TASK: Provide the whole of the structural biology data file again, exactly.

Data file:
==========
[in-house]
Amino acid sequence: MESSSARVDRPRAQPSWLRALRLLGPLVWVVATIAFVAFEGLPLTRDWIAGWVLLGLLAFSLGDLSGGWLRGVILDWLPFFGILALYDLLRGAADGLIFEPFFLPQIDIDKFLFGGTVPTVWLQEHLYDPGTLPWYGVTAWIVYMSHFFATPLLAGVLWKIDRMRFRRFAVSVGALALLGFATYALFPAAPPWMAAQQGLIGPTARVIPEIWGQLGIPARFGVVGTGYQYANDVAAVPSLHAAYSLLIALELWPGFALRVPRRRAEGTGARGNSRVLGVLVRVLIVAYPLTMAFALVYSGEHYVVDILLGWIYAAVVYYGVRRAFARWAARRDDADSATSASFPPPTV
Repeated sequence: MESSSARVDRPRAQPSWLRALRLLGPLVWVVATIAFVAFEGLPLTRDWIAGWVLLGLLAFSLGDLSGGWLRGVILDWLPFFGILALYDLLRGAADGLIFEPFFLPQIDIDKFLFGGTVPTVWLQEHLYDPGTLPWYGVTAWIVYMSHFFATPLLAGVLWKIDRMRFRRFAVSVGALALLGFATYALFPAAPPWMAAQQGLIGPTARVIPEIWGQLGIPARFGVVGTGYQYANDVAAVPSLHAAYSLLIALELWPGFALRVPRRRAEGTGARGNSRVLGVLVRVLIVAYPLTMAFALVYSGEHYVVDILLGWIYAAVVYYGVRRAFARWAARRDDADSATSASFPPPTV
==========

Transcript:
[in-house]
Amino acid sequence: MESSSARVDRPRAQPSWLRALRLLGPLVWVVATIAFVAFEGLPLTRDWIAGWVLLGLLAFSLGDLSGGWLRGVILDWLPFFGILALYDLLRGAADGLIFEPFFLPQIDIDKFLFGGTVPTVWLQEHLYDPGTLPWYGVTAWIVYMSHFFATPLLAGVLWKIDRMRFRRFAVSVGALALLGFATYALFPAAPPWMAAQQGLIGPTARVIPEIWGQLGIPARFGVVGTGYQYANDVAAVPSLHAAYSLLIALELWPGFALRVPRRRAEGTGARGNSRVLGVLVRVLIVAYPLTMAFALVYSGEHYVVDILLGWIYAAVVYYGVRRAFARWAARRDDADSATSASFPPPTV
Repeated sequence: MESSSARVDRPRAQPSWLRALRLLGPLVWVVATIAFVAFEGLPLTRDWIAGWVLLGLLAFSLGDLSGGWLRGVILDWLPFFGILALYDLLRGAADGLIFEPFFLPQIDIDKFLFGGTVPTVWLQEHLYDPGTLPWYGVTAWIVYMSHFFATPLLAGVLWKIDRMRFRRFAVSVGALALLGFATYALFPAAPPWMAAQQGLIGPTARVIPEIWGQLGIPARFGVVGTGYQYANDVAAVPSLHAAYSLLIALELWPGFALRVPRRRAEGTGARGNSRVLGVLVRVLIVAYPLTMAFALVYSGEHYVVDILLGWIYAAVVYYGVRRAFARWAARRDDADSATSASFPPPTV